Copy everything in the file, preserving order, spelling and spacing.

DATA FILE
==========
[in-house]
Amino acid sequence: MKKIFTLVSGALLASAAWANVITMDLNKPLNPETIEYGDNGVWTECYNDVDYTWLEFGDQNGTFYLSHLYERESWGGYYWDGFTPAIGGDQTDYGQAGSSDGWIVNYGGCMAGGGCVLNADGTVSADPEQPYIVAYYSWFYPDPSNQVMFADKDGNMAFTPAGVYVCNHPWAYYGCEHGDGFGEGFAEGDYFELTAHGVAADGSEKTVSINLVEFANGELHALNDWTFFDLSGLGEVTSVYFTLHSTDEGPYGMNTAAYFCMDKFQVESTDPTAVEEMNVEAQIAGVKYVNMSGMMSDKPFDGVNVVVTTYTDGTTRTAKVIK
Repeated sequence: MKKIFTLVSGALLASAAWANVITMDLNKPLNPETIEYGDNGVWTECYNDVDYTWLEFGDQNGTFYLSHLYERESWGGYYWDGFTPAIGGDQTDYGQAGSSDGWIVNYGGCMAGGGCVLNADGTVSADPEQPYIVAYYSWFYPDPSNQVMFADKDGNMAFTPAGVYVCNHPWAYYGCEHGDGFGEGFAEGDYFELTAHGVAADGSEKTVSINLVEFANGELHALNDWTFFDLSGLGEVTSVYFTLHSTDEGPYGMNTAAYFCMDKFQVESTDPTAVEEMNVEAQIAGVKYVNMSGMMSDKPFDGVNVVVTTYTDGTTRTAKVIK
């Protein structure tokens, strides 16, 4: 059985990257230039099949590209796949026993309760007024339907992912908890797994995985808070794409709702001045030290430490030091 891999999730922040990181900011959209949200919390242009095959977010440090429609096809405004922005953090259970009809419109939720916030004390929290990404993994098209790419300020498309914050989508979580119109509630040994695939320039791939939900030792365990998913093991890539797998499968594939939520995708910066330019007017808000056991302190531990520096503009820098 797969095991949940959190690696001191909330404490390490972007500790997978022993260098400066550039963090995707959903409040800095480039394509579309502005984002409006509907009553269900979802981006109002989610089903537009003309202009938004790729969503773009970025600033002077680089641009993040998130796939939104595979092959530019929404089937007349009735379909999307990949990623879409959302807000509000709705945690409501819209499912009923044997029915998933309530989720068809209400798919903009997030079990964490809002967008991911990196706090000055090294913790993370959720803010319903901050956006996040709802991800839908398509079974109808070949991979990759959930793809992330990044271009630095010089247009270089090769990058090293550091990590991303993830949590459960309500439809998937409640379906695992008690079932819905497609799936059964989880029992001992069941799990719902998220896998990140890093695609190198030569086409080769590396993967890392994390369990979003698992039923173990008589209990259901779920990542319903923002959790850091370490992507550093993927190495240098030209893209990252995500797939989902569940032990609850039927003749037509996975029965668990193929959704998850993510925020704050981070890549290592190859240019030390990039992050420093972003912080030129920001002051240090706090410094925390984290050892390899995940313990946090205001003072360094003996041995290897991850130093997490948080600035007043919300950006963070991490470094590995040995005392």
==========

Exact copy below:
[in-house]
Amino acid sequence: MKKIFTLVSGALLASAAWANVITMDLNKPLNPETIEYGDNGVWTECYNDVDYTWLEFGDQNGTFYLSHLYERESWGGYYWDGFTPAIGGDQTDYGQAGSSDGWIVNYGGCMAGGGCVLNADGTVSADPEQPYIVAYYSWFYPDPSNQVMFADKDGNMAFTPAGVYVCNHPWAYYGCEHGDGFGEGFAEGDYFELTAHGVAADGSEKTVSINLVEFANGELHALNDWTFFDLSGLGEVTSVYFTLHSTDEGPYGMNTAAYFCMDKFQVESTDPTAVEEMNVEAQIAGVKYVNMSGMMSDKPFDGVNVVVTTYTDGTTRTAKVIK
Repeated sequence: MKKIFTLVSGALLASAAWANVITMDLNKPLNPETIEYGDNGVWTECYNDVDYTWLEFGDQNGTFYLSHLYERESWGGYYWDGFTPAIGGDQTDYGQAGSSDGWIVNYGGCMAGGGCVLNADGTVSADPEQPYIVAYYSWFYPDPSNQVMFADKDGNMAFTPAGVYVCNHPWAYYGCEHGDGFGEGFAEGDYFELTAHGVAADGSEKTVSINLVEFANGELHALNDWTFFDLSGLGEVTSVYFTLHSTDEGPYGMNTAAYFCMDKFQVESTDPTAVEEMNVEAQIAGVKYVNMSGMMSDKPFDGVNVVVTTYTDGTTRTAKVIK
């Protein structure tokens, strides 16, 4: 059985990257230039099949590209796949026993309760007024339907992912908890797994995985808070794409709702001045030290430490030091 891999999730922040990181900011959209949200919390242009095959977010440090429609096809405004922005953090259970009809419109939720916030004390929290990404993994098209790419300020498309914050989508979580119109509630040994695939320039791939939900030792365990998913093991890539797998499968594939939520995708910066330019007017808000056991302190531990520096503009820098 797969095991949940959190690696001191909330404490390490972007500790997978022993260098400066550039963090995707959903409040800095480039394509579309502005984002409006509907009553269900979802981006109002989610089903537009003309202009938004790729969503773009970025600033002077680089641009993040998130796939939104595979092959530019929404089937007349009735379909999307990949990623879409959302807000509000709705945690409501819209499912009923044997029915998933309530989720068809209400798919903009997030079990964490809002967008991911990196706090000055090294913790993370959720803010319903901050956006996040709802991800839908398509079974109808070949991979990759959930793809992330990044271009630095010089247009270089090769990058090293550091990590991303993830949590459960309500439809998937409640379906695992008690079932819905497609799936059964989880029992001992069941799990719902998220896998990140890093695609190198030569086409080769590396993967890392994390369990979003698992039923173990008589209990259901779920990542319903923002959790850091370490992507550093993927190495240098030209893209990252995500797939989902569940032990609850039927003749037509996975029965668990193929959704998850993510925020704050981070890549290592190859240019030390990039992050420093972003912080030129920001002051240090706090410094925390984290050892390899995940313990946090205001003072360094003996041995290897991850130093997490948080600035007043919300950006963070991490470094590995040995005392």